To better illustrate these distinct pairs of jaws the beast, created for the science-fiction movie “Alien”, is regularly used as an example. Alien would open the mouth and reveal a second set of jaws that projected forward to kill its victim. The function of the second set of jaws in Alien is, however, better illustrated by moray eels than by cichlids, since cichlids do not project the pharyngeal jaw forward, but are still able to move upper and lower pharyngeal jaw independently.
When animals crawled out of the sea in the course of evolution, they evolved legs to be able to adapt to their new environment and humans and other mammals subsequently developed arms and hands. Those arms and hands serves us well to grab, hold, and tear apart the food that we eat. Fish rely entirely on their mouth to grab, hold, and tear apart the food they eat, and they manage this wonderfully.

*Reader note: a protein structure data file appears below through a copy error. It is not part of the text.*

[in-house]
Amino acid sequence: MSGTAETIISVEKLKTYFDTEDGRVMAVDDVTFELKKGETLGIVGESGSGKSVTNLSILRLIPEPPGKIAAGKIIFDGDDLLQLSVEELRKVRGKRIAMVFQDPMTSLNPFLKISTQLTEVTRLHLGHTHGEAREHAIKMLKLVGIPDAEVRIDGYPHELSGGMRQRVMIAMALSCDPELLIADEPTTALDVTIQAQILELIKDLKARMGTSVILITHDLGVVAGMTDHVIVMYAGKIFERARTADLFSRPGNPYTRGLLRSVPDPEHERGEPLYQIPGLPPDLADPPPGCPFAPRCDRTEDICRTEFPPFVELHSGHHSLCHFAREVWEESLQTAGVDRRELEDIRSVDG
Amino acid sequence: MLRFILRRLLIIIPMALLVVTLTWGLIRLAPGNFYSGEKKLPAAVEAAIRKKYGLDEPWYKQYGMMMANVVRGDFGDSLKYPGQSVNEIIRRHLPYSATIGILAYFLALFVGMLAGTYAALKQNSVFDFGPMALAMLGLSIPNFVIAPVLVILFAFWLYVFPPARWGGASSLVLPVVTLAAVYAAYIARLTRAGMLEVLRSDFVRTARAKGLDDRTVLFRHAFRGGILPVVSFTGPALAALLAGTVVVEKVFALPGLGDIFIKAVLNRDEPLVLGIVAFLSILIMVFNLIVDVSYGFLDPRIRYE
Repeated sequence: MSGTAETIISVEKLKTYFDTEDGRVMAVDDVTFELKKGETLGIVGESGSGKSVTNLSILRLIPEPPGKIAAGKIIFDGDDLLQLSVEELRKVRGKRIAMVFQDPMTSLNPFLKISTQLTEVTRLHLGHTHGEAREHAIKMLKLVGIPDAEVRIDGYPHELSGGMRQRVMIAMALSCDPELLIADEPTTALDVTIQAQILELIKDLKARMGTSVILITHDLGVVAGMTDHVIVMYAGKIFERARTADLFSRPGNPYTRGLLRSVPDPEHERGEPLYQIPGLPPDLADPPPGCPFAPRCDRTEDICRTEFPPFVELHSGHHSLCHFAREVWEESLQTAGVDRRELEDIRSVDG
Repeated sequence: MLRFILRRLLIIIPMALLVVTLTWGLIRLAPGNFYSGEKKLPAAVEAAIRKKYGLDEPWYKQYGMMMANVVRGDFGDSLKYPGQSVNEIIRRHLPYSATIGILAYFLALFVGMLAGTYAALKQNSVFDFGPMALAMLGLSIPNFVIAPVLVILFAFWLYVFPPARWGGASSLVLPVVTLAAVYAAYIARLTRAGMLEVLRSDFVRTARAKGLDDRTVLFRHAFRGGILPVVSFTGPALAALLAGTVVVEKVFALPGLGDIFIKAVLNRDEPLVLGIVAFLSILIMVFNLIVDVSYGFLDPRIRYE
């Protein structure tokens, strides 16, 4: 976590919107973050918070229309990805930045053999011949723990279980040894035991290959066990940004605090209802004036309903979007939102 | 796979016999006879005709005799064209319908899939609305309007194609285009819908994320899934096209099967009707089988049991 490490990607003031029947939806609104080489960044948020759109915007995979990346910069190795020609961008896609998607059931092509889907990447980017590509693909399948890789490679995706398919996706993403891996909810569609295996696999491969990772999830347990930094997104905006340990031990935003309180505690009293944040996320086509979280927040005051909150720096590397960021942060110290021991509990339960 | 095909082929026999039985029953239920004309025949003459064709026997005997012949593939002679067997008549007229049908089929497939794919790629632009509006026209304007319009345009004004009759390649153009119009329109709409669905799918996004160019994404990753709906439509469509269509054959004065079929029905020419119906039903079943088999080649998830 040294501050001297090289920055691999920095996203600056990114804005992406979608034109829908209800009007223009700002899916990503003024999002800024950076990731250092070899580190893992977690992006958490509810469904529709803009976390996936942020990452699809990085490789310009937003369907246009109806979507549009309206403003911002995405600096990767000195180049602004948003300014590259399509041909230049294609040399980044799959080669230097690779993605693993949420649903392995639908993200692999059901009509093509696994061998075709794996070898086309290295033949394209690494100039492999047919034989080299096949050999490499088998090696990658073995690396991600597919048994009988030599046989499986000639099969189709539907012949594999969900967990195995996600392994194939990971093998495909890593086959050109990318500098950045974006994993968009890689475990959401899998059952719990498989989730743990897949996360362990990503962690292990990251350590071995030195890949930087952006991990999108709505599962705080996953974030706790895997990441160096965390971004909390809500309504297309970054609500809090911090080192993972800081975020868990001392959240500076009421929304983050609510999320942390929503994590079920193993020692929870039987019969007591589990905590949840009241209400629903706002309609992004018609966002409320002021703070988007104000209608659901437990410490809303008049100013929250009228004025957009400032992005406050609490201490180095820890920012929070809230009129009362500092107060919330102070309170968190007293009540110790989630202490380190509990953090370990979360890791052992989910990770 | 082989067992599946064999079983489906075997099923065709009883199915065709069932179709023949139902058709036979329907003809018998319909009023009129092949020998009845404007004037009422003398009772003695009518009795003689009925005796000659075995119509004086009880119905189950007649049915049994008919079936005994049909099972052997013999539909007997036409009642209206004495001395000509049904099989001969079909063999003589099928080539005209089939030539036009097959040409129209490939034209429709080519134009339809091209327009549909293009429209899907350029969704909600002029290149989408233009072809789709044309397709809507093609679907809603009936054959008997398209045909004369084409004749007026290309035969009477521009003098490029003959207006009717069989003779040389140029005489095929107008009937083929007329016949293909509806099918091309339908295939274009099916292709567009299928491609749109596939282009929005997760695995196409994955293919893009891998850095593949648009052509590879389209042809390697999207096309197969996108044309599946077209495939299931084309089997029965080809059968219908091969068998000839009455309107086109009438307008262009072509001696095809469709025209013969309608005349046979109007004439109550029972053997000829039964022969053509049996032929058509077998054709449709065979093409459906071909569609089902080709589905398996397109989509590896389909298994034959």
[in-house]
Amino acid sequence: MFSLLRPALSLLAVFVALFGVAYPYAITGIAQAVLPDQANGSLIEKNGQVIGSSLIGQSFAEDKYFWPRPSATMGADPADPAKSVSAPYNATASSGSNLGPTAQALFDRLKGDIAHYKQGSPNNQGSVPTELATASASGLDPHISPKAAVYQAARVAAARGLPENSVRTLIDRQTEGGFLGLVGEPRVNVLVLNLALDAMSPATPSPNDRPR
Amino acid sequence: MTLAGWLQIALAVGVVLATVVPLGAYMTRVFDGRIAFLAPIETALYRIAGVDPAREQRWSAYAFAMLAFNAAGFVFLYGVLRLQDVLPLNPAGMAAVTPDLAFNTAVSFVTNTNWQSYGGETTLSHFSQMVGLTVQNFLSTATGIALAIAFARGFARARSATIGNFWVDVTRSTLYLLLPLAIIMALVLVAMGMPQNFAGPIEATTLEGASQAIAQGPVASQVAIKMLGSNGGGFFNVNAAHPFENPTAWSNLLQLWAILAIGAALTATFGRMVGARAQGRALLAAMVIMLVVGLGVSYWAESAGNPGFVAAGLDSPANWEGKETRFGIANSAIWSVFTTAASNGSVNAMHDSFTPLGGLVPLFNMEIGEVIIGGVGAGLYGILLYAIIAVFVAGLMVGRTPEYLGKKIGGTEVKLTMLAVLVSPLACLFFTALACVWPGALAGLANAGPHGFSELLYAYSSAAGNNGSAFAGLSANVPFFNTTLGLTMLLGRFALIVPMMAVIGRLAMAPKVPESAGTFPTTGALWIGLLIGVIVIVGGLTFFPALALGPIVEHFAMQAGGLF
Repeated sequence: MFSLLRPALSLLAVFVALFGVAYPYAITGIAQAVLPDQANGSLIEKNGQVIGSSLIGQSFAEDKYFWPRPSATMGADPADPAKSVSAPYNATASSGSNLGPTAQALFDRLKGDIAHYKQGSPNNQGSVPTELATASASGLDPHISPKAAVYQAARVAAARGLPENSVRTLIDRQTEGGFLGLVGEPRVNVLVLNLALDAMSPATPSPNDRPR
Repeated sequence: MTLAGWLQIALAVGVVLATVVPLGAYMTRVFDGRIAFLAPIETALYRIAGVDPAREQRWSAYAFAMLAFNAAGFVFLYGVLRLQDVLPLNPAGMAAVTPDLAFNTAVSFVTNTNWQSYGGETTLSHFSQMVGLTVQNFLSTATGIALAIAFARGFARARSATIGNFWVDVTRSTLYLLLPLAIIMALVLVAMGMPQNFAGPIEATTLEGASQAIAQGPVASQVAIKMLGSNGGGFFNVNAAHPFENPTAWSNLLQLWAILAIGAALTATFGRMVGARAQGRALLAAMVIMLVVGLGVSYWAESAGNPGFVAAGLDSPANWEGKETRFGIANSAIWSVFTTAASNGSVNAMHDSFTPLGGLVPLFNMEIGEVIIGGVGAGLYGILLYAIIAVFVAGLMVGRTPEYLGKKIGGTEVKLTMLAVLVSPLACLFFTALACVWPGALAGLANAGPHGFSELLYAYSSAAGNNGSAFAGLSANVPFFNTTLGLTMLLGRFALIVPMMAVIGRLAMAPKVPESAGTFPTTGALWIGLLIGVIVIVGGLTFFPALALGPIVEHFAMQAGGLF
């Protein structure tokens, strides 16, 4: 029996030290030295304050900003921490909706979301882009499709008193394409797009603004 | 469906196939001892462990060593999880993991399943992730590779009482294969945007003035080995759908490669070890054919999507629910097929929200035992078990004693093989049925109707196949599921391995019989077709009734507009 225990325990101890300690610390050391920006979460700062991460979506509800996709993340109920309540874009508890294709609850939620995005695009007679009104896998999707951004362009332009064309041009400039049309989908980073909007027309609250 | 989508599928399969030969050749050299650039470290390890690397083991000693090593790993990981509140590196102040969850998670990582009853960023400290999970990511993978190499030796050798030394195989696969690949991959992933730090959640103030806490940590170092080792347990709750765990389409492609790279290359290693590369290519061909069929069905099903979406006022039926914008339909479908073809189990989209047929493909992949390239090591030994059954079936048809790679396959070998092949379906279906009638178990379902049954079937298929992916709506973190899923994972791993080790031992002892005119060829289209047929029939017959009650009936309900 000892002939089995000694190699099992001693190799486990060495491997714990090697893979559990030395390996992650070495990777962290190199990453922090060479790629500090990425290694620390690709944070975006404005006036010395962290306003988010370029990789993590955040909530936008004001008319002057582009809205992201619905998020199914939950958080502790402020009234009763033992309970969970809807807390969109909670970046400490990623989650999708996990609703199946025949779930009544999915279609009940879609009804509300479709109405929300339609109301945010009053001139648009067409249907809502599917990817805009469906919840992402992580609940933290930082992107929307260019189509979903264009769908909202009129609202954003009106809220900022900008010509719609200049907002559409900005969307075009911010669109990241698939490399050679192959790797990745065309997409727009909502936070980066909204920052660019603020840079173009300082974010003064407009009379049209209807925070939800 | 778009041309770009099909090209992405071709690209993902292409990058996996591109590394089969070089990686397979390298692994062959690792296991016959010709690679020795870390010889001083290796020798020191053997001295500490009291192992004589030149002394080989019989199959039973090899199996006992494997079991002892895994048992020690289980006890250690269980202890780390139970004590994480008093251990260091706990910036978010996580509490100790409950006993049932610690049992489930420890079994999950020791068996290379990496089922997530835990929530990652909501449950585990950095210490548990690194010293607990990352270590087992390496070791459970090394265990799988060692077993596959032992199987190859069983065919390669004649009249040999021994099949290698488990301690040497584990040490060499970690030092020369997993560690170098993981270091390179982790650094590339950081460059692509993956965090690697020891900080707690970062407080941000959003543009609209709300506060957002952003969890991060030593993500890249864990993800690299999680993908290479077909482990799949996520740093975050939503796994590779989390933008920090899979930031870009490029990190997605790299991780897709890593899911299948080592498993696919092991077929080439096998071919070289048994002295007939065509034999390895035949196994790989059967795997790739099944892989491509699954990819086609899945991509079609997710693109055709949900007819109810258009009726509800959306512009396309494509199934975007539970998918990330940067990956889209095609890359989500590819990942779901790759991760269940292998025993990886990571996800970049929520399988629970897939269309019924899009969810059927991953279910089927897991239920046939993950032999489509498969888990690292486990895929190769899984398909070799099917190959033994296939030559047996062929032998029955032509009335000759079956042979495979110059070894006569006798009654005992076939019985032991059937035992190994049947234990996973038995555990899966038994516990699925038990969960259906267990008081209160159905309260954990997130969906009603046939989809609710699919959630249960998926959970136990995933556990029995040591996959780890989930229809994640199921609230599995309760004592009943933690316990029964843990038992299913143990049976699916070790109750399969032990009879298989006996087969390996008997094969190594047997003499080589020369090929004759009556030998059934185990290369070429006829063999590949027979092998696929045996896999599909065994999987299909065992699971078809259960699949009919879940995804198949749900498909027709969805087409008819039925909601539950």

The snout of fishes is more elaborated than those of mammals. In humans for example, the upper jaw, attached to the skull, is unmovable while the lower jaw moves up and down to cut and chew food, with some lateral movements to help in this feat, that’s it. Fish jaws on the other hand are both movable which is nicely demonstrated by the Central American cichlid Petenia splendida, which has a snout that allows it to both to ram forward and at the same time create a void which produces a strong vacuum that sucks in the approaching prey. This sucking-tube snout has independently evolved in several other cichlid species like in those species in the South American Caquetaia species (once believed to be closely related to Petenia because of this trait); other examples are the African Pterochromis congicus and in Lake Malawi the plankton-eating haplochromines, better known as utaka.